Walensky, citing botched pandemic response, calls for CDC reorganization
By Sharon LaFraniere
Dr. Rochelle Walensky, the director of the Centers for Disease Control and Prevention, on Wednesday delivered a sweeping rebuke of her agency’s handling of the coronavirus pandemic, saying it had failed to respond quickly enough and needed to be overhauled.
In a meeting with senior staff, Walensky outlined in broad terms a plan to reorganize the agency’s structure to prioritize public health needs and efforts to curb continuing outbreaks, and to put less emphasis on publication of scientific papers about rare diseases.
The steps announced Wednesday grew out of an external review Walensky had ordered in April, after months of scathing criticism of the CDC’s response to the pandemic. Its public messages on masking and other mitigation measures were sometimes so confusing or abruptly modified that they seemed more like internal drafts than carefully considered proclamations.
The public guidance has been “confusing and overwhelming,” according to a briefing document provided by the agency.
Leaders of the agency’s COVID-19 team rotated out after only a few months, leaving other senior federal health officials unsure about who was in charge. And important data were sometimes inexplicably released too late to inform federal decisions, including some data on breakthrough infections that could have influenced a recommendation on whether to authorize a round of booster shots.
“For 75 years, CDC and public health have been preparing for COVID-19, and in our big moment, our performance did not reliably meet expectations,” Walensky said in a startling acknowledgment of the agency’s failings. “My goal is a new, public health, action-oriented culture at CDC that emphasizes accountability, collaboration, communication and timeliness.”
Her plan, which was also described in a video to the agency’s more than 11,000 employees, was short on specifics. But it was welcomed by at least some of the agency’s two dozen senior staff members, as well as by outside public health specialists.
The agency has been criticized for years as too insular and academic. Many of its experts are accustomed to conducting narrowly focused research that undergoes lengthy reviews, and they are uneasy with the kind of urgent action needed to address the coronavirus, and now the monkeypox outbreak.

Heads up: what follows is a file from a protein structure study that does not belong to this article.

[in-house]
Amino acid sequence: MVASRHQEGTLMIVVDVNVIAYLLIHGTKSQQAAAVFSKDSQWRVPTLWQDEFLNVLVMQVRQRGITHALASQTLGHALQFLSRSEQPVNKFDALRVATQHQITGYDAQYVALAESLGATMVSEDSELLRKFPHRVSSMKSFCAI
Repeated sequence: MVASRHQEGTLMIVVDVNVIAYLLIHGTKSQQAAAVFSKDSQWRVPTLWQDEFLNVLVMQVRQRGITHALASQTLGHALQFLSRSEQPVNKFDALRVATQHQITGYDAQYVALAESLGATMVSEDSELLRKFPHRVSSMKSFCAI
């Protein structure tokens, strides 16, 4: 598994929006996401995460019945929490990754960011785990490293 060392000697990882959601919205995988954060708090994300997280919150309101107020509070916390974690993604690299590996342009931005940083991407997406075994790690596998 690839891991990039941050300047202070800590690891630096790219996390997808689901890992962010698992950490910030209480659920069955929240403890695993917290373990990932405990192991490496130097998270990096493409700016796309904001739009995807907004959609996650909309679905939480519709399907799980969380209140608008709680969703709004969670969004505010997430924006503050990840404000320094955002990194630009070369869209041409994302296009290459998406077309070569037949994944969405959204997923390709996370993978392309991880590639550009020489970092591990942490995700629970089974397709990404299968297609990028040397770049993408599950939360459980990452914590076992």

In an interview Monday, Walensky said she had repeatedly pushed staff members to turn around COVID-19 data as fast as possible. “Some of the data are messy, and some of the data take time,” she said. “I’ve really tried hard to push data out when we had it.”
The external review Walensky ordered was led by James Macrae, who has held senior positions at the Department of Health and Human Services, which oversees the CDC. He interviewed about 120 people inside and outside the agency. His report was not released; one official said it was being completed.
The changes Walensky described include the appointment of a former Obama administration health official, Mary Wakefield, to lead the CDC’s shift to a stronger public health focus. Two scientific divisions will now report directly to Walensky’s office, and the agency will cut down review time for urgently needed studies. The agency is also altering its promotion system so that it rewards efforts to make an impact on public health and is less heavily based on the number of scientific papers published.
The briefing document said that Walensky wanted staff members to “produce data for action” as opposed to “data for publication.”
Importantly, the agency will beef up the team that responds to public health emergencies and require those officials to remain in their positions for at least six months, aides said. Previously, they were allowed to rotate out after only a few months, a system that senior federal officials said sowed confusion and took up valuable time during the pandemic.
A new executive team will be created to set priorities and make decisions about how to spend the agency’s annual budget of about $12 billion, “with a bias toward public health impact,” the briefing document said.
And the CDC is working on improving its public messaging. Walensky, who has already shaken up the agency’s communications division, wants to make sure guidance is issued in “plain language, easy to understand,” the document said.